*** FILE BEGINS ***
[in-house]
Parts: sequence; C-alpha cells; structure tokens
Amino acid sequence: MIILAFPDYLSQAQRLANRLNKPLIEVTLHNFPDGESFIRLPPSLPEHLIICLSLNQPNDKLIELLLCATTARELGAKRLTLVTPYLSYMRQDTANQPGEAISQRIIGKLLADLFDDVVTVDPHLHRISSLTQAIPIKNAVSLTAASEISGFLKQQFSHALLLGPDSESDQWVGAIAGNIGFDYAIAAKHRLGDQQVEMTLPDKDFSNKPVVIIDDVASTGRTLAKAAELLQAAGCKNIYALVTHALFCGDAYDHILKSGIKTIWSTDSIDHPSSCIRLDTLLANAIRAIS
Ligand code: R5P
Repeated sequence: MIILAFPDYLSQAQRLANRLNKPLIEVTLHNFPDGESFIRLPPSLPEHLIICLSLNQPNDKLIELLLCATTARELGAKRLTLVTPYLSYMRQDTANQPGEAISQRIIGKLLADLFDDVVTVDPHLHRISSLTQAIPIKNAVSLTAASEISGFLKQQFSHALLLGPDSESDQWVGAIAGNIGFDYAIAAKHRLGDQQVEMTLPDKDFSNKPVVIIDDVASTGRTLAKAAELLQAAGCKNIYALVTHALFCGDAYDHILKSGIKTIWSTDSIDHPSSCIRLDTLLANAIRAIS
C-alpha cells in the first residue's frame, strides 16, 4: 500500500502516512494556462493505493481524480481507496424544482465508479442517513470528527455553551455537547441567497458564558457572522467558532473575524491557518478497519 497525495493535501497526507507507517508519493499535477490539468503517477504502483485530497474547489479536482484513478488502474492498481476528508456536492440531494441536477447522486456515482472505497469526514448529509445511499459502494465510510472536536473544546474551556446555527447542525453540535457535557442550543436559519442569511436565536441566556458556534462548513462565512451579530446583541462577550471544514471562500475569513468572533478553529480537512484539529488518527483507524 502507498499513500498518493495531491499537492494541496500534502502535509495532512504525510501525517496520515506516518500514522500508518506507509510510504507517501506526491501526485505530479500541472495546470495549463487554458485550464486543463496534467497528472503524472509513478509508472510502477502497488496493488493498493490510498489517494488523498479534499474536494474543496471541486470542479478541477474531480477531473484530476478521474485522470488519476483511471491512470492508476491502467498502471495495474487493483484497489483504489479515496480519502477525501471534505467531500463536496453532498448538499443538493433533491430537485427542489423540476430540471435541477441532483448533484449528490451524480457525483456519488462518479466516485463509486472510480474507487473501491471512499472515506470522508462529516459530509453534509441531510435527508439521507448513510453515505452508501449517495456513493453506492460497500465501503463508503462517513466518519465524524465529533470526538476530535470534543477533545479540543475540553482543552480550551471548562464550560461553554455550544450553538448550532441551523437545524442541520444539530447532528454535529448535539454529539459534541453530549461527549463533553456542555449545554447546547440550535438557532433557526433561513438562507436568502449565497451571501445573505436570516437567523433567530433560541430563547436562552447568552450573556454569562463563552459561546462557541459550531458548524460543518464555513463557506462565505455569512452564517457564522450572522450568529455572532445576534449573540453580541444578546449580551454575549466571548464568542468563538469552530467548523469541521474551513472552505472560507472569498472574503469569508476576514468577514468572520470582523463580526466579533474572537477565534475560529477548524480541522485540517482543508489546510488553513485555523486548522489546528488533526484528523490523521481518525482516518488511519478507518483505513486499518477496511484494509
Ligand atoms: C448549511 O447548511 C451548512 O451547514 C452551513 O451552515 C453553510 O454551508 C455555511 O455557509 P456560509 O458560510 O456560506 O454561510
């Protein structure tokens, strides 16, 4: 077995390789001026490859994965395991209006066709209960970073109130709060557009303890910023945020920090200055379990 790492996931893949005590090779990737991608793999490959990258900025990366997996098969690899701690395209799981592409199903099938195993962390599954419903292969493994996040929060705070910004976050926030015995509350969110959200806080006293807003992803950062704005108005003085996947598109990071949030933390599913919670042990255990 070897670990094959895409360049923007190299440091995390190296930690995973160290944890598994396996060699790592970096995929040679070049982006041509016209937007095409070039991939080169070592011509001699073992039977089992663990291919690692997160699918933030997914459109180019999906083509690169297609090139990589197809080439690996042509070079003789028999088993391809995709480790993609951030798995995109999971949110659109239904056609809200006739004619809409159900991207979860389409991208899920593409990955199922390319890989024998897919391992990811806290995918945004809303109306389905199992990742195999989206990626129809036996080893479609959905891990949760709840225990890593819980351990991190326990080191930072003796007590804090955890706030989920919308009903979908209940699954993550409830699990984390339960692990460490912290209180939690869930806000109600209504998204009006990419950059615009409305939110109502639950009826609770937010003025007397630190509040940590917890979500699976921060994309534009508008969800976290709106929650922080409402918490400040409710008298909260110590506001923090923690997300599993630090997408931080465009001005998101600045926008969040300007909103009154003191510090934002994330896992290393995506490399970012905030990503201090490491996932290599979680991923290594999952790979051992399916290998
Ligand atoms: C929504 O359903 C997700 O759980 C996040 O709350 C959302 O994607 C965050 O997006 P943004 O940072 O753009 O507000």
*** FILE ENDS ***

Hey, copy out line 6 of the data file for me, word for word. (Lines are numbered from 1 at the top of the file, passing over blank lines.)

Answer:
C-alpha cells in the first residue's frame, strides 16, 4: 500500500502516512494556462493505493481524480481507496424544482465508479442517513470528527455553551455537547441567497458564558457572522467558532473575524491557518478497519 497525495493535501497526507507507517508519493499535477490539468503517477504502483485530497474547489479536482484513478488502474492498481476528508456536492440531494441536477447522486456515482472505497469526514448529509445511499459502494465510510472536536473544546474551556446555527447542525453540535457535557442550543436559519442569511436565536441566556458556534462548513462565512451579530446583541462577550471544514471562500475569513468572533478553529480537512484539529488518527483507524 502507498499513500498518493495531491499537492494541496500534502502535509495532512504525510501525517496520515506516518500514522500508518506507509510510504507517501506526491501526485505530479500541472495546470495549463487554458485550464486543463496534467497528472503524472509513478509508472510502477502497488496493488493498493490510498489517494488523498479534499474536494474543496471541486470542479478541477474531480477531473484530476478521474485522470488519476483511471491512470492508476491502467498502471495495474487493483484497489483504489479515496480519502477525501471534505467531500463536496453532498448538499443538493433533491430537485427542489423540476430540471435541477441532483448533484449528490451524480457525483456519488462518479466516485463509486472510480474507487473501491471512499472515506470522508462529516459530509453534509441531510435527508439521507448513510453515505452508501449517495456513493453506492460497500465501503463508503462517513466518519465524524465529533470526538476530535470534543477533545479540543475540553482543552480550551471548562464550560461553554455550544450553538448550532441551523437545524442541520444539530447532528454535529448535539454529539459534541453530549461527549463533553456542555449545554447546547440550535438557532433557526433561513438562507436568502449565497451571501445573505436570516437567523433567530433560541430563547436562552447568552450573556454569562463563552459561546462557541459550531458548524460543518464555513463557506462565505455569512452564517457564522450572522450568529455572532445576534449573540453580541444578546449580551454575549466571548464568542468563538469552530467548523469541521474551513472552505472560507472569498472574503469569508476576514468577514468572520470582523463580526466579533474572537477565534475560529477548524480541522485540517482543508489546510488553513485555523486548522489546528488533526484528523490523521481518525482516518488511519478507518483505513486499518477496511484494509